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In Their Own Words: How Family Carers of People with Dementia Understand Resilience

1
Medical School, University of Exeter, Exeter EX1 SLU, UK
2
Menzies Health Institute Queensland, Griffith University, Nathan, QLD 4111, Australia
3
School of Nursing and Midwifery, Griffith University, Nathan, QLD 4111, Australia
4
School of Applied Psychology, Griffith University, Nathan, QLD 4111, Australia
*
Author to whom correspondence should be addressed.
Behav. Sci. 2017, 7(3), 57; https://doi.org/10.3390/bs7030057
Received: 29 June 2017 / Revised: 16 August 2017 / Accepted: 18 August 2017 / Published: 21 August 2017
(This article belongs to the Special Issue Understanding Older Adult Resilience from a Life-course Perspective)
There is a growing body of research on resilience in family carers of people with dementia, but carers’ voices are noticeably absent from it. The aim of this study was to explore carers’ definitions of resilience and their opinions on the factors associated with resilience. Twenty-one in-depth interviews were conducted in Australia with people who were currently, or had previously been, caring for a family member with dementia. Transcripts were analysed thematically and three themes emerged: the presence of resilience, the path to resilience, and characteristics of the resilient carer. Although carers struggled to define resilience, the vast majority considered themselves resilient. Carers identified a range of traits, values, environments, resources, and behaviours associated with resilience, but there was no consensus on the relative importance or causal nature of these factors. Carers also considered resilience to be domain- and context-specific, but did not agree on whether resilience was a trait or a process. These findings highlight both the importance of including carers’ voices in resilience research and the limitations of the extant literature. There is much to be done to develop a field of carer resilience research that is theoretically sound, methodologically rigorous, and reflects the lived experience of carers. A model is provided to prompt future research. View Full-Text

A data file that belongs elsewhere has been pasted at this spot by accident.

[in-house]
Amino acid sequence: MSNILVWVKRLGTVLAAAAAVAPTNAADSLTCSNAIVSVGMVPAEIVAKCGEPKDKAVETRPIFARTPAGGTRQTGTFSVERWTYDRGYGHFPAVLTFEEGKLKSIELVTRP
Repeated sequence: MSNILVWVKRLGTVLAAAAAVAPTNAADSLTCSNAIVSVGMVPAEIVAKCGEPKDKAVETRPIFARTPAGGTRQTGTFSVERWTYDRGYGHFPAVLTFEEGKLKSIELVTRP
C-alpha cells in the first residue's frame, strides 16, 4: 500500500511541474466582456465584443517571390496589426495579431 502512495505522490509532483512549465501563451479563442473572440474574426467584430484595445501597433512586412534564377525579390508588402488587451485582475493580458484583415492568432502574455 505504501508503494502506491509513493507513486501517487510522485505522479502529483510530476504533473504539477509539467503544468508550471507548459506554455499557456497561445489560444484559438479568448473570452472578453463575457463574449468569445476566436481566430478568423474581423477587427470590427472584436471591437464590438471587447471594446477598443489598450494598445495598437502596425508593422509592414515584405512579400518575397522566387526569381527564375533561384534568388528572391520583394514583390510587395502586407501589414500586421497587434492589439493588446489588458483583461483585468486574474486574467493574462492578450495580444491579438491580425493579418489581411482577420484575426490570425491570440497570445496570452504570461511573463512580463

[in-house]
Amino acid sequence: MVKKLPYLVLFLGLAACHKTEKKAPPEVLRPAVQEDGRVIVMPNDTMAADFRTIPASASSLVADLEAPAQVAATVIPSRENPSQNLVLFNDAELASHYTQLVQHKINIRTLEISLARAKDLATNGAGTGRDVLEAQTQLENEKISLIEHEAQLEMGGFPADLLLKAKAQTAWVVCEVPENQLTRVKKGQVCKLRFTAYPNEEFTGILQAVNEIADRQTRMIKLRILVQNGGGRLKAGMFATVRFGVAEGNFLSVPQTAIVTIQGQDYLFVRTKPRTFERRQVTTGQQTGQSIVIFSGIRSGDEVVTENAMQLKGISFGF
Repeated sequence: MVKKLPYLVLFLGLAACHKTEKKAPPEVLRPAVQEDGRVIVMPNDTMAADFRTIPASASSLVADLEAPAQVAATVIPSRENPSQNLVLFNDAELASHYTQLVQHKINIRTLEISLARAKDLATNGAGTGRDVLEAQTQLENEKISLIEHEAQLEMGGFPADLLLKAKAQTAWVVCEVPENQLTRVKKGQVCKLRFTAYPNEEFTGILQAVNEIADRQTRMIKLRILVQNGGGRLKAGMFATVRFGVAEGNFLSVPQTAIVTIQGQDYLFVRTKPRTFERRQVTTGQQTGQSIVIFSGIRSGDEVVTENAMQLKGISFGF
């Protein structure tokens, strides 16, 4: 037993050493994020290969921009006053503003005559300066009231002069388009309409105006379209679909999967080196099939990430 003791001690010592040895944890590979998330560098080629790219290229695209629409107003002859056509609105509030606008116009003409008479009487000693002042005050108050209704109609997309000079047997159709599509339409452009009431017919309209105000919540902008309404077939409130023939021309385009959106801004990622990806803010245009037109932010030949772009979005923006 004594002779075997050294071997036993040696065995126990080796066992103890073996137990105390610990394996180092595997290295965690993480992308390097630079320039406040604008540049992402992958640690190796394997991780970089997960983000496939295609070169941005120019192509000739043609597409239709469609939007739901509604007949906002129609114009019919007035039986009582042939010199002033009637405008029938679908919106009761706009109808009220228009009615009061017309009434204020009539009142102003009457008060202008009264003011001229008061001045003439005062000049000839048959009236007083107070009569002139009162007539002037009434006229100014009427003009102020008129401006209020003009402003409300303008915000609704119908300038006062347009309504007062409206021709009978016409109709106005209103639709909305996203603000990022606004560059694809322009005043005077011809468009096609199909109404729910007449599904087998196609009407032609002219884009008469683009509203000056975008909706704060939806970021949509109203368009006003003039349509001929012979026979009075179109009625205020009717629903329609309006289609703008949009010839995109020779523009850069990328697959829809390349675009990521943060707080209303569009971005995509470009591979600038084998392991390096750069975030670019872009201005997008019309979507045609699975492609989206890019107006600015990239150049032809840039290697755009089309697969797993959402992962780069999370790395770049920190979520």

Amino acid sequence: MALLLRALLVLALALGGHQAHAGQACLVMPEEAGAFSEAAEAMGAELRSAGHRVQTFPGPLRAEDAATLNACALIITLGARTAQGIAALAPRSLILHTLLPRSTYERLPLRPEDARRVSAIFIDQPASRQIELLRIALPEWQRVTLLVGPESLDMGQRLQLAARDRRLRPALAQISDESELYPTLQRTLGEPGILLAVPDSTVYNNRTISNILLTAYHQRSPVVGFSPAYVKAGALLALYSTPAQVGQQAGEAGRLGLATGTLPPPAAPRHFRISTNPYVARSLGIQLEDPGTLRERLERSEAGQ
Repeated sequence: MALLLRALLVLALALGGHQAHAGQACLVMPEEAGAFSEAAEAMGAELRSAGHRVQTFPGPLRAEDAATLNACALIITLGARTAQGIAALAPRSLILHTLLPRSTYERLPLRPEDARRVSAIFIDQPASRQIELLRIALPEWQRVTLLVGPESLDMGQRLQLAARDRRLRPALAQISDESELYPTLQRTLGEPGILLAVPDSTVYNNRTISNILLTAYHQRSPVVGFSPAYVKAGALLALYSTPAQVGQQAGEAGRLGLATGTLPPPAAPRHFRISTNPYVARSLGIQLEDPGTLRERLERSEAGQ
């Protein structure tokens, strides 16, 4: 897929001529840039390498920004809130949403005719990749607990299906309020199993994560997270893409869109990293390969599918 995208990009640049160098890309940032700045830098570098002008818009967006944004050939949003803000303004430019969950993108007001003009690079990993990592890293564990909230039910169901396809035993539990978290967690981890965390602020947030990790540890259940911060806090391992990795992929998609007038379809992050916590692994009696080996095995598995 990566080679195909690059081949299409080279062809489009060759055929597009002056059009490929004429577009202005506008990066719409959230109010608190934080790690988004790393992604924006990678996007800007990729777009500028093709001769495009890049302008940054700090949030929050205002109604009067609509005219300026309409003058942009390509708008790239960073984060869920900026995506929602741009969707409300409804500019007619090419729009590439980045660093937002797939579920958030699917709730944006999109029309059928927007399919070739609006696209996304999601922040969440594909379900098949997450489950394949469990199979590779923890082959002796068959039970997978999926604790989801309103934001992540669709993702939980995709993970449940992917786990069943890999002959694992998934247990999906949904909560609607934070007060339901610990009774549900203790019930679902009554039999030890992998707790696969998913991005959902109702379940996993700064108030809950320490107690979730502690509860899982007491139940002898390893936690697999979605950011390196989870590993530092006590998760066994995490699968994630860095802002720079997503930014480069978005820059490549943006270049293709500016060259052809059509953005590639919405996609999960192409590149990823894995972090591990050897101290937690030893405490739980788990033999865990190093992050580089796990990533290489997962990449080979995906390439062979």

Keywords: dementia; caregivers; resilience; acceptance; adversity dementia; caregivers; resilience; acceptance; adversity
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O’Dwyer, S.T.; Moyle, W.; Taylor, T.; Creese, J.; Zimmer-Gembeck, M. In Their Own Words: How Family Carers of People with Dementia Understand Resilience. Behav. Sci. 2017, 7, 57.

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